Originally coined by former Chancellor and spreadsheet-enthusiast Philip Hammond, the term ‘Singapore-on-Thames’ refers to the prosperous, low-tax, regulation-free Britain that many Brexiteers spent decades campaigning for.
They will no doubt welcome the news that the Prime Minister has begun to consult businesses about cutting red tape – though it may be greeted with a pinch of salt and a handful of scepticism by free marketeers who are troubled, as the 1990s liberty-loving Boris would have been, about the raft of nanny state, anti-business policies that have been announced as we emerge from the third national lockdown.
Singapore is, along with South Korea, Hong Kong and Taiwan, one of the ‘Four Asian Tigers’ that underwent rapid industrialisation in the latter half of the 20th century. The East-Asian Miracle, as it has come to be known, is now a source of inspiration for a number of developing countries looking to replicate similar levels of phenomenal economic growth. These include the ‘Tiger Cubs’ – a clan of developing nations consisting of Indonesia, Thailand, the Philippines, Malaysia and the Socialist Republic of Vietnam.
However, as inspirational as the approach taken by the ‘Little Red Dot’ may be, the UK would struggle to follow in the footsteps of a nation that is one three-hundredth our size and has a population half that of London. It is worth addressing the sacrifices we’d have to make were we to truly become the ‘Singapore of Europe’.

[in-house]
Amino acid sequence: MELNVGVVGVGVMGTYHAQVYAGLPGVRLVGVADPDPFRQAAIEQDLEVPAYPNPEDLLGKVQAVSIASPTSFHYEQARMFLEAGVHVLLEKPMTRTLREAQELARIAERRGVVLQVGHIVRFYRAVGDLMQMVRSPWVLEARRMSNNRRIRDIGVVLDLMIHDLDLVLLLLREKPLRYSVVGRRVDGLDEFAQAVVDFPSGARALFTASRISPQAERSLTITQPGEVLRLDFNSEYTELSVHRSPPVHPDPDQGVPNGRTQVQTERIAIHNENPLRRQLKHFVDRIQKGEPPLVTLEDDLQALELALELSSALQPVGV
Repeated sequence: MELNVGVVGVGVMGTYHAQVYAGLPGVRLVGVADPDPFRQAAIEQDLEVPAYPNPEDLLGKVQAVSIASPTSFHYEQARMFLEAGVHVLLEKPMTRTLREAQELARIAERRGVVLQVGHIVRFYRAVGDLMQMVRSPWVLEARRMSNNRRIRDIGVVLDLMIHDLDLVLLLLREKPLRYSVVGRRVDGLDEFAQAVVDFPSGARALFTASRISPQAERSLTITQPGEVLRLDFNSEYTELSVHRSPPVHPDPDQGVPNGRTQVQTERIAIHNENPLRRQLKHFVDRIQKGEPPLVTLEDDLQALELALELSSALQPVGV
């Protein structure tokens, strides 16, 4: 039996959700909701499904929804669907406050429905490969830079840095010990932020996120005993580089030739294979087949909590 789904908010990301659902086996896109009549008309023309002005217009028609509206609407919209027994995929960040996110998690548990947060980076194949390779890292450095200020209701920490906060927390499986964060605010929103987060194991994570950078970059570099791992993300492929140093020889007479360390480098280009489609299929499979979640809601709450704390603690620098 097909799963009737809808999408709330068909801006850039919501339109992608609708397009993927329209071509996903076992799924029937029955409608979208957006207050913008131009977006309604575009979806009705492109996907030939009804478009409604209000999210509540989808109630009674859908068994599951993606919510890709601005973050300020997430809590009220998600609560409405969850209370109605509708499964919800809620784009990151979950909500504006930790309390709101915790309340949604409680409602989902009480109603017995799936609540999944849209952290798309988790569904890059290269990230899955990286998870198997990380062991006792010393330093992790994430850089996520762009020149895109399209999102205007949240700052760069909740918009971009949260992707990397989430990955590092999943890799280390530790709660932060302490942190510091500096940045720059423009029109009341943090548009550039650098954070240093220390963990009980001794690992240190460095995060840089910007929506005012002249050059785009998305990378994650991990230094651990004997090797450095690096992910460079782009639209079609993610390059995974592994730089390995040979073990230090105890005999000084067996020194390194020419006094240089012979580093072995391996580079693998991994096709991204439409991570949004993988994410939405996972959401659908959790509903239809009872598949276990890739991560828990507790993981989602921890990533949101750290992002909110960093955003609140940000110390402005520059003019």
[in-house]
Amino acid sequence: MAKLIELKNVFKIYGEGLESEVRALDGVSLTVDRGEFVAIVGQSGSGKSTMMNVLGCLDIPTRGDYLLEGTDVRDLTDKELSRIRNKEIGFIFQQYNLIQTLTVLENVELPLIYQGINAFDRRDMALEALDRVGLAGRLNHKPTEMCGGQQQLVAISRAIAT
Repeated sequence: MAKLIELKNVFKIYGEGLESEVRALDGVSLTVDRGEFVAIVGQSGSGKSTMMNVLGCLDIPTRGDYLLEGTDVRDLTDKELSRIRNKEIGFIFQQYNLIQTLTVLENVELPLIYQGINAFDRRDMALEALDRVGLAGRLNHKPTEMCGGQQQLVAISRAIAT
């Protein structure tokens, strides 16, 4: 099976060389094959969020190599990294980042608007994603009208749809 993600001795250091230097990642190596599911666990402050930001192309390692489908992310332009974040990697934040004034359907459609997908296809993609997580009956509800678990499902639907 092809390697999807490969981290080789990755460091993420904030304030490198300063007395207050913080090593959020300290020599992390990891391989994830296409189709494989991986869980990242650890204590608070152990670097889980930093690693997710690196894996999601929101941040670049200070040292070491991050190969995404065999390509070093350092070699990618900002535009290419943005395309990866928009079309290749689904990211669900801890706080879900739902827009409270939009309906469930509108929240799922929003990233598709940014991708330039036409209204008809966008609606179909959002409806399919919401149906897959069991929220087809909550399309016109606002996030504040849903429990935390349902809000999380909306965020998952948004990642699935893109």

As Daniel Finkelstein rightly highlighted in a recent Times article, the architect of Singapore’s growth and the man now regarded as the nation’s founding father, Lee Kuan Yew, took deeply illiberal measures to achieve economic success, such as ruthless legal action against any political opponents or his belief that free press must be subordinate to the elected government. This might explain why, last year, Singapore was ranked 151st out of 180 countries in the Press Freedom Index.
Further, while a crucial component of the Singapore Model are the pro-business policies which enabled the nation to reach second place (behind Hong Kong) in the Heritage Foundation’s Index of Economic Freedom, the state’s role in its economic success cannot be overlooked. For instance, its sovereign wealth fund Temasek manages a net portfolio of $228bn – which is the equivalent of over 60 per cent of the country’s GDP. Like Norway, the state owns a vast amount of the means of production and is now in possession of 90 per cent of the country’s land (up from 31 per cent in 1949). This would be inconceivable in the UK.
While Singapore is among the most forward-thinking economies – as evidenced by how highly it ranks across the board in indexes such as GDP, quality of life, education, life expectancy, healthcare, housing, and human capital – there are insurmountable barriers to a Western democracy mimicking its path to pro-business prosperity. Sure, we can take a leaf out of its book, but we might do better to drop the mantra of “Singapore of Europe” and begin building a model of our own that other countries can look to for inspiration in the years to come.